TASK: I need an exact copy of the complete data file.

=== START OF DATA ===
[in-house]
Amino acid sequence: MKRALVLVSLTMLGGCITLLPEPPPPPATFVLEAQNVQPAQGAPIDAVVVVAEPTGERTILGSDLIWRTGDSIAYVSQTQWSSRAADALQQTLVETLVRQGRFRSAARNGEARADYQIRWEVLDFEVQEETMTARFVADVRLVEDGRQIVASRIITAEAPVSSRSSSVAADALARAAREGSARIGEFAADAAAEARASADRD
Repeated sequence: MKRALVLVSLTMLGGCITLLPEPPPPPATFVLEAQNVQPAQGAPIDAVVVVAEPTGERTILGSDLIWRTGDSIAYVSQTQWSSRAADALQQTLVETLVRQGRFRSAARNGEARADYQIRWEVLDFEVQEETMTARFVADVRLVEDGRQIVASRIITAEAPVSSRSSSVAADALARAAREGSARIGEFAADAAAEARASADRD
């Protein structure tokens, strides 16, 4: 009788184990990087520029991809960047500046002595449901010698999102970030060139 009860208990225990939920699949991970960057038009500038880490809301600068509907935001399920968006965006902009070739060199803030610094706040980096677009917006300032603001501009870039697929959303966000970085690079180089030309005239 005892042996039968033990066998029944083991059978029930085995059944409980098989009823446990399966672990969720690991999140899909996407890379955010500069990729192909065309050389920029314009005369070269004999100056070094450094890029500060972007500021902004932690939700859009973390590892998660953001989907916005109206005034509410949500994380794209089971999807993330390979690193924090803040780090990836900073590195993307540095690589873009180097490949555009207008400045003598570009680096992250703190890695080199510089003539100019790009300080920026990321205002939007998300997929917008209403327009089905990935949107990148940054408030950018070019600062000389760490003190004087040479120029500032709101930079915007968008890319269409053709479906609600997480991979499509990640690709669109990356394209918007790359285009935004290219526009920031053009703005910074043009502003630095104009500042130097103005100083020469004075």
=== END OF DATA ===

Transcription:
[in-house]
Amino acid sequence: MKRALVLVSLTMLGGCITLLPEPPPPPATFVLEAQNVQPAQGAPIDAVVVVAEPTGERTILGSDLIWRTGDSIAYVSQTQWSSRAADALQQTLVETLVRQGRFRSAARNGEARADYQIRWEVLDFEVQEETMTARFVADVRLVEDGRQIVASRIITAEAPVSSRSSSVAADALARAAREGSARIGEFAADAAAEARASADRD
Repeated sequence: MKRALVLVSLTMLGGCITLLPEPPPPPATFVLEAQNVQPAQGAPIDAVVVVAEPTGERTILGSDLIWRTGDSIAYVSQTQWSSRAADALQQTLVETLVRQGRFRSAARNGEARADYQIRWEVLDFEVQEETMTARFVADVRLVEDGRQIVASRIITAEAPVSSRSSSVAADALARAAREGSARIGEFAADAAAEARASADRD
């Protein structure tokens, strides 16, 4: 009788184990990087520029991809960047500046002595449901010698999102970030060139 009860208990225990939920699949991970960057038009500038880490809301600068509907935001399920968006965006902009070739060199803030610094706040980096677009917006300032603001501009870039697929959303966000970085690079180089030309005239 005892042996039968033990066998029944083991059978029930085995059944409980098989009823446990399966672990969720690991999140899909996407890379955010500069990729192909065309050389920029314009005369070269004999100056070094450094890029500060972007500021902004932690939700859009973390590892998660953001989907916005109206005034509410949500994380794209089971999807993330390979690193924090803040780090990836900073590195993307540095690589873009180097490949555009207008400045003598570009680096992250703190890695080199510089003539100019790009300080920026990321205002939007998300997929917008209403327009089905990935949107990148940054408030950018070019600062000389760490003190004087040479120029500032709101930079915007968008890319269409053709479906609600997480991979499509990640690709669109990356394209918007790359285009935004290219526009920031053009703005910074043009502003630095104009500042130097103005100083020469004075």